For this purpose, masking processing regarding toner characteristics is considered to be effective. In this processing, conversion from R, G, and B into Y, M, C, and BK is performed by a linear or quadratic (or higher) matrix arithmetic operation.

In a color laser printer or the like utilizing the above-mentioned image forming method, a pulse width of a write laser beam is changed so as to change a density of toner transferred to a transfer sheet. Thus, an amount of toner attached to an image carrier is changed by several steps, or a toner attachment area is stabilized using an area gradation method such as a Dither method, a density pattern method, or the like, thereby representing gradation.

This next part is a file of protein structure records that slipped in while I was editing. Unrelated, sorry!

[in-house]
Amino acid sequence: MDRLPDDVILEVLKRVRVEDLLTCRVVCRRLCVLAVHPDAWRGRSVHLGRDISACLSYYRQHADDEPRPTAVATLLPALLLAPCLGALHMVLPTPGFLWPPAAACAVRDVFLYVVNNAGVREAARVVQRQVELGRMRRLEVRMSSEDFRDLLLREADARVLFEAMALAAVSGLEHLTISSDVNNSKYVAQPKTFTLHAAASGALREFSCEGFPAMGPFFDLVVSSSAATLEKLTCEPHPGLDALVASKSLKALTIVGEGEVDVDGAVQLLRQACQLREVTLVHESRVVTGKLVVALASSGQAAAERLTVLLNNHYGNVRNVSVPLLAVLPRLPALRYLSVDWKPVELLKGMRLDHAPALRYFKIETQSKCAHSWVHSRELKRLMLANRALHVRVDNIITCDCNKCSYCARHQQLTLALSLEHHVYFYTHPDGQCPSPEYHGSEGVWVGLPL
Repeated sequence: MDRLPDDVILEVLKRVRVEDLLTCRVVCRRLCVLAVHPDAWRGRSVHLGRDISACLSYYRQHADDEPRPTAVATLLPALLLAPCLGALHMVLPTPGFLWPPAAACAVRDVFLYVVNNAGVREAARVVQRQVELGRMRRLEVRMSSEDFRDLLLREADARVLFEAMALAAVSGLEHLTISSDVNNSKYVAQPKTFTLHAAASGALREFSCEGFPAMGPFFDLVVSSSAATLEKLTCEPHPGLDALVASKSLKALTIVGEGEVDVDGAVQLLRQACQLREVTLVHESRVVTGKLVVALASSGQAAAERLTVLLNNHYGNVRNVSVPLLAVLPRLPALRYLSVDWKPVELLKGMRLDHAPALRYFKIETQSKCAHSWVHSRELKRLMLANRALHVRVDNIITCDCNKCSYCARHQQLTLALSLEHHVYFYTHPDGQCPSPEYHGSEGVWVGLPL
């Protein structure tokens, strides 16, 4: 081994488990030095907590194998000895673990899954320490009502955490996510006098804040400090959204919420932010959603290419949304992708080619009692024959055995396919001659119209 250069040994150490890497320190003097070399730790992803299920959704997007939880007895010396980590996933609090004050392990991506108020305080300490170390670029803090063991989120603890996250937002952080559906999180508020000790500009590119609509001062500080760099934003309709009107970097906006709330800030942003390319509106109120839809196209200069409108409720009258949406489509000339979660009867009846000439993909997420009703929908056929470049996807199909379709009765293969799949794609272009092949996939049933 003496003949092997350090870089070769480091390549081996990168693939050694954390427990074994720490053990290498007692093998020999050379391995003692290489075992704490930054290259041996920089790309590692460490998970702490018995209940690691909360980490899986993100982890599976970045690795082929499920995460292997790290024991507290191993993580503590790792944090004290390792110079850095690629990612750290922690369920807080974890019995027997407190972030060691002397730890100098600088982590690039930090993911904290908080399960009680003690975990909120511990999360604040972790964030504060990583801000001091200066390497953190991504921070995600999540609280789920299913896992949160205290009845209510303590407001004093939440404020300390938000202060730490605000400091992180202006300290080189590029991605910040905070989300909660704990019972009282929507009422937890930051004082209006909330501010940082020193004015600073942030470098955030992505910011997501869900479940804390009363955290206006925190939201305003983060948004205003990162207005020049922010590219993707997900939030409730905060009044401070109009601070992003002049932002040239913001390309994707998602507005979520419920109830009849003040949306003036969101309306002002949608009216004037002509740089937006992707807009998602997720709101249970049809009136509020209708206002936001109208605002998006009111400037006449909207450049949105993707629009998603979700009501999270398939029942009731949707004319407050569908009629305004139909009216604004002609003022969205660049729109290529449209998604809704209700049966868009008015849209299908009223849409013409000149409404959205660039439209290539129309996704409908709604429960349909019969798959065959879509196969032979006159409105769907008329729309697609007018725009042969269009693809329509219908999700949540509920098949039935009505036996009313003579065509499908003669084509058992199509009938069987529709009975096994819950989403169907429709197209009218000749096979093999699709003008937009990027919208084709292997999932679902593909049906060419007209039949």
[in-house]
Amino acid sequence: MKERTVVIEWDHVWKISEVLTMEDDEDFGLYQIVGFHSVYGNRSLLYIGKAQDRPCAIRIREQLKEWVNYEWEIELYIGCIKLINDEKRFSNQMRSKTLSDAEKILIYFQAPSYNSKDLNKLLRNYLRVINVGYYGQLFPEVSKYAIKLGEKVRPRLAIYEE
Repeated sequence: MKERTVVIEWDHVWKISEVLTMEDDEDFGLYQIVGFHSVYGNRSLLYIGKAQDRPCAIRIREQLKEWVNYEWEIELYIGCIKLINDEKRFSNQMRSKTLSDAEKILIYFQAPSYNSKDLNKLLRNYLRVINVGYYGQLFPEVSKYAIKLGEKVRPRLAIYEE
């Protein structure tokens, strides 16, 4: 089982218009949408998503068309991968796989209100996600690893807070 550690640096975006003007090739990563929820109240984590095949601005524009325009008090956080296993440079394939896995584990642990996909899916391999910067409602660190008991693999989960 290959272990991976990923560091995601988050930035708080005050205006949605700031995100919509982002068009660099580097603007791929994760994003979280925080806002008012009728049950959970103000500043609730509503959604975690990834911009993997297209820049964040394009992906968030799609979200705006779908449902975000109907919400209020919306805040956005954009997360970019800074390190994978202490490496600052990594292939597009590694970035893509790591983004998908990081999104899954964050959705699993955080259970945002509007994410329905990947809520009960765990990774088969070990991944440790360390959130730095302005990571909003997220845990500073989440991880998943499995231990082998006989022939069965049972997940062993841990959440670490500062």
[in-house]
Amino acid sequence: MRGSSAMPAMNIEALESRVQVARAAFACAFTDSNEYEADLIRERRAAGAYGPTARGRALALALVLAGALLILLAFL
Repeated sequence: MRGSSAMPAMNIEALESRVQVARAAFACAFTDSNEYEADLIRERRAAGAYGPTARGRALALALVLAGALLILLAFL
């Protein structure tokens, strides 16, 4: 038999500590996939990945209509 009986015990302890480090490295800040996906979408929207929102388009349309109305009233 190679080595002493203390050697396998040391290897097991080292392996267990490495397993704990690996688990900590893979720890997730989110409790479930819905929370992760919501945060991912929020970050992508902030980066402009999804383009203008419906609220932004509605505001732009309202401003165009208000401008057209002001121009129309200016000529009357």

When the above-mentioned methods are combined, a multicolor hard copy can be relatively easily obtained without using, e.g., a Dither pattern.

However, when a plurality of color toners are overlaid on the image carrier, the color toner which was developed first and the toner overlaid thereon have considerably different developing characteristics, as described above. For this reason, it is difficult to approximate the relationship between a write laser beam and a transfer amount, i.e., the relation of conversion from R, G, and B into Y, M, C, and BK by a polynomial.

It is very difficult to change a color correction method in accordance with the types of transfer material (i.e., paper, OHP, or others, and their spectral characteristics) and a user's favor.

SUMMARY OF THE INVENTION

It is a first object of the present invention to provide a multicolor image forming method and apparatus which can easily change a color correction method.